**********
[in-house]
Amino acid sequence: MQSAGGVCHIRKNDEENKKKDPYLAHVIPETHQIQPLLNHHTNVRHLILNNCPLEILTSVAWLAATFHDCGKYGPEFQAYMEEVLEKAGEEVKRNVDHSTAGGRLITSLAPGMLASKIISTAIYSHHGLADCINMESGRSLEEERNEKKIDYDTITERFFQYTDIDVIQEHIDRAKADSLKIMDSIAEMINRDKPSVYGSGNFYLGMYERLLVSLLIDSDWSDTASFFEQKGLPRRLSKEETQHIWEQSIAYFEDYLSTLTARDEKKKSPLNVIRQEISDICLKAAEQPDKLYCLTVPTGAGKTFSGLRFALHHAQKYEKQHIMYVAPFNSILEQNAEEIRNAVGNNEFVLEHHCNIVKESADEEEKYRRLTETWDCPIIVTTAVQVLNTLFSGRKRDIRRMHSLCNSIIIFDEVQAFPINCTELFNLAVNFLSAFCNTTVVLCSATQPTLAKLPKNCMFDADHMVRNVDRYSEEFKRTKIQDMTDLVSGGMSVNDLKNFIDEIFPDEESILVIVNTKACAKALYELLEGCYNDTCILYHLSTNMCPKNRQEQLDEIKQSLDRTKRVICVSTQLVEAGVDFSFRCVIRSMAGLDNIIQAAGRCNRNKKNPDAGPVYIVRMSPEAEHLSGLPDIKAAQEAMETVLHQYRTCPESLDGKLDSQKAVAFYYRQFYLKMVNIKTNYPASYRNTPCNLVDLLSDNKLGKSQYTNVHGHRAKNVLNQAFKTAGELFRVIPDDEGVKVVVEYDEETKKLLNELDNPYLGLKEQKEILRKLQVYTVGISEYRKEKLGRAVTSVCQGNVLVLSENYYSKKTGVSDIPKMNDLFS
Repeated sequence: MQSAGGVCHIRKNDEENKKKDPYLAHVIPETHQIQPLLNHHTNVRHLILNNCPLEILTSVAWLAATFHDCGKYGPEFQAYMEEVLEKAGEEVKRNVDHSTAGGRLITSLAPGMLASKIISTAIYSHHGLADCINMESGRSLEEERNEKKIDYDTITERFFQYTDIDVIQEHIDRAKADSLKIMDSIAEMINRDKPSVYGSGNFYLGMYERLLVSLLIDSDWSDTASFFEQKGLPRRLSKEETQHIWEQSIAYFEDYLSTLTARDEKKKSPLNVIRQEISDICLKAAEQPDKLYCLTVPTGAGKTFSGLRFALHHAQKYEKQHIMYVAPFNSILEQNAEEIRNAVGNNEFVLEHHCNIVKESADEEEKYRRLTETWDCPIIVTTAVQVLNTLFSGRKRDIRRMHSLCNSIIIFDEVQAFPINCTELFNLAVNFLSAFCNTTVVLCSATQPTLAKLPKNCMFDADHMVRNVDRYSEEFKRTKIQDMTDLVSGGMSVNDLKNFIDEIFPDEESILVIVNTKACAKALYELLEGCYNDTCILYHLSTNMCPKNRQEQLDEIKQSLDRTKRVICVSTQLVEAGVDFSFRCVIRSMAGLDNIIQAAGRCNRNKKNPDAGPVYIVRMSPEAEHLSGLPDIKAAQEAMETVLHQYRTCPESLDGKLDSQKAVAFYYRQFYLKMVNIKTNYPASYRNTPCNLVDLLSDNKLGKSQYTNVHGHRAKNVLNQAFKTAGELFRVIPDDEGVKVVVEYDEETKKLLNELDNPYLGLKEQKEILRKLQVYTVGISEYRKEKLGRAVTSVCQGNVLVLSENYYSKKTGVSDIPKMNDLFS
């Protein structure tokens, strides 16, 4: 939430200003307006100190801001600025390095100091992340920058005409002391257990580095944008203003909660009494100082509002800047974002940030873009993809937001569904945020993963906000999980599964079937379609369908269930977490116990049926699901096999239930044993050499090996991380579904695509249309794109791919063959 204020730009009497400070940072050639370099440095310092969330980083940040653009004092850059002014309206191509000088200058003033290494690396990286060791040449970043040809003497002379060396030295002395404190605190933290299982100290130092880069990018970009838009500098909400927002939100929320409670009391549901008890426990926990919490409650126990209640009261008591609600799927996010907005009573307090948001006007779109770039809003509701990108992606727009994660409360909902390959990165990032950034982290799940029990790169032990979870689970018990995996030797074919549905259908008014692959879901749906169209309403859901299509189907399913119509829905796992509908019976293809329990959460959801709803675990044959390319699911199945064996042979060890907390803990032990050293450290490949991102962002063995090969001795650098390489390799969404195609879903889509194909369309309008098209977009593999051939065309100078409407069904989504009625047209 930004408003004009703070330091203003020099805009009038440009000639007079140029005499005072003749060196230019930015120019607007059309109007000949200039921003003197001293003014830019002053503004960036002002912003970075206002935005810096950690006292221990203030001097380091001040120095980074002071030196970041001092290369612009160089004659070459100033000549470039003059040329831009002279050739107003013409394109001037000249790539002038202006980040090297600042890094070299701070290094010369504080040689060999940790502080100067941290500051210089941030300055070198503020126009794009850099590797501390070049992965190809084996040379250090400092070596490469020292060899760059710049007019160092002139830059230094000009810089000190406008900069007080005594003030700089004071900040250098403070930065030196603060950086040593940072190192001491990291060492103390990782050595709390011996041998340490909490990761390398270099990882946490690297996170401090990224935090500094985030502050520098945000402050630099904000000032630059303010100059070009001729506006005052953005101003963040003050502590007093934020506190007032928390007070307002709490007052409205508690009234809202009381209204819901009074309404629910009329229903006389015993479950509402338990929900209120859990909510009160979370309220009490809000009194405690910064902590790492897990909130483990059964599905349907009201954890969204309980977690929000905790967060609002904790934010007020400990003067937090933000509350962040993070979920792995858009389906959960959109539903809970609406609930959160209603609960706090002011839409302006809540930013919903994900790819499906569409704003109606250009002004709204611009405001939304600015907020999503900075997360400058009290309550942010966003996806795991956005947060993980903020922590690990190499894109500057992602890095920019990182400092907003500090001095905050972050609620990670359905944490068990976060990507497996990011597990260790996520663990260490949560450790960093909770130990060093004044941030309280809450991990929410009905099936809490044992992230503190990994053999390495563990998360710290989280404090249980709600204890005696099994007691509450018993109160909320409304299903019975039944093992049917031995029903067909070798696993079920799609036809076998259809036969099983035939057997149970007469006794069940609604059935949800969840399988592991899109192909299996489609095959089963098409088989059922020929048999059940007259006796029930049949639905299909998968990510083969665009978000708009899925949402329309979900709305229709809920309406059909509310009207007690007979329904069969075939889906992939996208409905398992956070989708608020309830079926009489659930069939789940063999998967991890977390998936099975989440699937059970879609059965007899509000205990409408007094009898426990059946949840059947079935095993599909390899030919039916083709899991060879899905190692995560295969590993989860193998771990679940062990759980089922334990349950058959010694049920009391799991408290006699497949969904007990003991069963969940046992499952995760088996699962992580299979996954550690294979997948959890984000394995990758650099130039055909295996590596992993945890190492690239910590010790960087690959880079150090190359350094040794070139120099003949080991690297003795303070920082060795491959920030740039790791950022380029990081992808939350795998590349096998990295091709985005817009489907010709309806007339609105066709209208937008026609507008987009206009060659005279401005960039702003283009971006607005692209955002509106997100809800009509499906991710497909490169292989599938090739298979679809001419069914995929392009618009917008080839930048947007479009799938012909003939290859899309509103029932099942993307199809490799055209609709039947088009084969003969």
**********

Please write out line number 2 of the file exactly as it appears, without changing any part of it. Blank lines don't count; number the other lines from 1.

Amino acid sequence: MQSAGGVCHIRKNDEENKKKDPYLAHVIPETHQIQPLLNHHTNVRHLILNNCPLEILTSVAWLAATFHDCGKYGPEFQAYMEEVLEKAGEEVKRNVDHSTAGGRLITSLAPGMLASKIISTAIYSHHGLADCINMESGRSLEEERNEKKIDYDTITERFFQYTDIDVIQEHIDRAKADSLKIMDSIAEMINRDKPSVYGSGNFYLGMYERLLVSLLIDSDWSDTASFFEQKGLPRRLSKEETQHIWEQSIAYFEDYLSTLTARDEKKKSPLNVIRQEISDICLKAAEQPDKLYCLTVPTGAGKTFSGLRFALHHAQKYEKQHIMYVAPFNSILEQNAEEIRNAVGNNEFVLEHHCNIVKESADEEEKYRRLTETWDCPIIVTTAVQVLNTLFSGRKRDIRRMHSLCNSIIIFDEVQAFPINCTELFNLAVNFLSAFCNTTVVLCSATQPTLAKLPKNCMFDADHMVRNVDRYSEEFKRTKIQDMTDLVSGGMSVNDLKNFIDEIFPDEESILVIVNTKACAKALYELLEGCYNDTCILYHLSTNMCPKNRQEQLDEIKQSLDRTKRVICVSTQLVEAGVDFSFRCVIRSMAGLDNIIQAAGRCNRNKKNPDAGPVYIVRMSPEAEHLSGLPDIKAAQEAMETVLHQYRTCPESLDGKLDSQKAVAFYYRQFYLKMVNIKTNYPASYRNTPCNLVDLLSDNKLGKSQYTNVHGHRAKNVLNQAFKTAGELFRVIPDDEGVKVVVEYDEETKKLLNELDNPYLGLKEQKEILRKLQVYTVGISEYRKEKLGRAVTSVCQGNVLVLSENYYSKKTGVSDIPKMNDLFS